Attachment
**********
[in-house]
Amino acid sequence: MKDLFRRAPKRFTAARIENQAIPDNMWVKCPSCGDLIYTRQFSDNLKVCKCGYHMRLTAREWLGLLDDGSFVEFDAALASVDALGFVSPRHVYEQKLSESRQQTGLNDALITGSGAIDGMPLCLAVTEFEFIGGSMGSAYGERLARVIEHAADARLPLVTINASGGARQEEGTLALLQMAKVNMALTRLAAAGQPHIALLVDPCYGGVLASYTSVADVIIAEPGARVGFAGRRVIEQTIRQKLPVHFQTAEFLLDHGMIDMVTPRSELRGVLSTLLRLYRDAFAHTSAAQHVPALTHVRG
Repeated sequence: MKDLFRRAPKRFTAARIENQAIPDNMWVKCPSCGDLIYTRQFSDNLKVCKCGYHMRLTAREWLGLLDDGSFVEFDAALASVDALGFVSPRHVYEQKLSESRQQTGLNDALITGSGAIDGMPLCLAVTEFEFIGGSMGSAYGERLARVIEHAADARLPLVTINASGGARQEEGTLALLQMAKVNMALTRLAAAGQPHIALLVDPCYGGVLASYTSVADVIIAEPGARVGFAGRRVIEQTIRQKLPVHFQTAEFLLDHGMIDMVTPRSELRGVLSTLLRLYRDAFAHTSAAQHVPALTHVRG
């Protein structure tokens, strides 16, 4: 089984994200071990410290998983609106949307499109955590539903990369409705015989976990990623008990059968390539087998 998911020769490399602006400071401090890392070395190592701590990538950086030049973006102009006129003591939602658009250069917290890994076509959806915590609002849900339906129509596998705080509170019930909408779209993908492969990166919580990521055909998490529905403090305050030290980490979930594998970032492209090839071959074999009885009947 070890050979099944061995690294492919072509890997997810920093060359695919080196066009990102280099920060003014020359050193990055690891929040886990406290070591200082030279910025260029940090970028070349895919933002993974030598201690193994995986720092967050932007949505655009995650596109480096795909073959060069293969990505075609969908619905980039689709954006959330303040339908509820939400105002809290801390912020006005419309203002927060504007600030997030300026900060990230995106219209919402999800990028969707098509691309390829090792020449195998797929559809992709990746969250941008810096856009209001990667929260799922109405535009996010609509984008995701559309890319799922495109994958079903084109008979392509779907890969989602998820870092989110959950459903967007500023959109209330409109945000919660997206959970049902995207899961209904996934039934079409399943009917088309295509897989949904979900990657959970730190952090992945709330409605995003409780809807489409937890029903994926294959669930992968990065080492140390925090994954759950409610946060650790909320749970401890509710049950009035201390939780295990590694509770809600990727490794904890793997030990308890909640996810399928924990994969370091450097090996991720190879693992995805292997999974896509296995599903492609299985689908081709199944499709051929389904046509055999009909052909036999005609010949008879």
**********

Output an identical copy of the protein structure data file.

[in-house]
Amino acid sequence: MKDLFRRAPKRFTAARIENQAIPDNMWVKCPSCGDLIYTRQFSDNLKVCKCGYHMRLTAREWLGLLDDGSFVEFDAALASVDALGFVSPRHVYEQKLSESRQQTGLNDALITGSGAIDGMPLCLAVTEFEFIGGSMGSAYGERLARVIEHAADARLPLVTINASGGARQEEGTLALLQMAKVNMALTRLAAAGQPHIALLVDPCYGGVLASYTSVADVIIAEPGARVGFAGRRVIEQTIRQKLPVHFQTAEFLLDHGMIDMVTPRSELRGVLSTLLRLYRDAFAHTSAAQHVPALTHVRG
Repeated sequence: MKDLFRRAPKRFTAARIENQAIPDNMWVKCPSCGDLIYTRQFSDNLKVCKCGYHMRLTAREWLGLLDDGSFVEFDAALASVDALGFVSPRHVYEQKLSESRQQTGLNDALITGSGAIDGMPLCLAVTEFEFIGGSMGSAYGERLARVIEHAADARLPLVTINASGGARQEEGTLALLQMAKVNMALTRLAAAGQPHIALLVDPCYGGVLASYTSVADVIIAEPGARVGFAGRRVIEQTIRQKLPVHFQTAEFLLDHGMIDMVTPRSELRGVLSTLLRLYRDAFAHTSAAQHVPALTHVRG
């Protein structure tokens, strides 16, 4: 089984994200071990410290998983609106949307499109955590539903990369409705015989976990990623008990059968390539087998 998911020769490399602006400071401090890392070395190592701590990538950086030049973006102009006129003591939602658009250069917290890994076509959806915590609002849900339906129509596998705080509170019930909408779209993908492969990166919580990521055909998490529905403090305050030290980490979930594998970032492209090839071959074999009885009947 070890050979099944061995690294492919072509890997997810920093060359695919080196066009990102280099920060003014020359050193990055690891929040886990406290070591200082030279910025260029940090970028070349895919933002993974030598201690193994995986720092967050932007949505655009995650596109480096795909073959060069293969990505075609969908619905980039689709954006959330303040339908509820939400105002809290801390912020006005419309203002927060504007600030997030300026900060990230995106219209919402999800990028969707098509691309390829090792020449195998797929559809992709990746969250941008810096856009209001990667929260799922109405535009996010609509984008995701559309890319799922495109994958079903084109008979392509779907890969989602998820870092989110959950459903967007500023959109209330409109945000919660997206959970049902995207899961209904996934039934079409399943009917088309295509897989949904979900990657959970730190952090992945709330409605995003409780809807489409937890029903994926294959669930992968990065080492140390925090994954759950409610946060650790909320749970401890509710049950009035201390939780295990590694509770809600990727490794904890793997030990308890909640996810399928924990994969370091450097090996991720190879693992995805292997999974896509296995599903492609299985689908081709199944499709051929389904046509055999009909052909036999005609010949008879």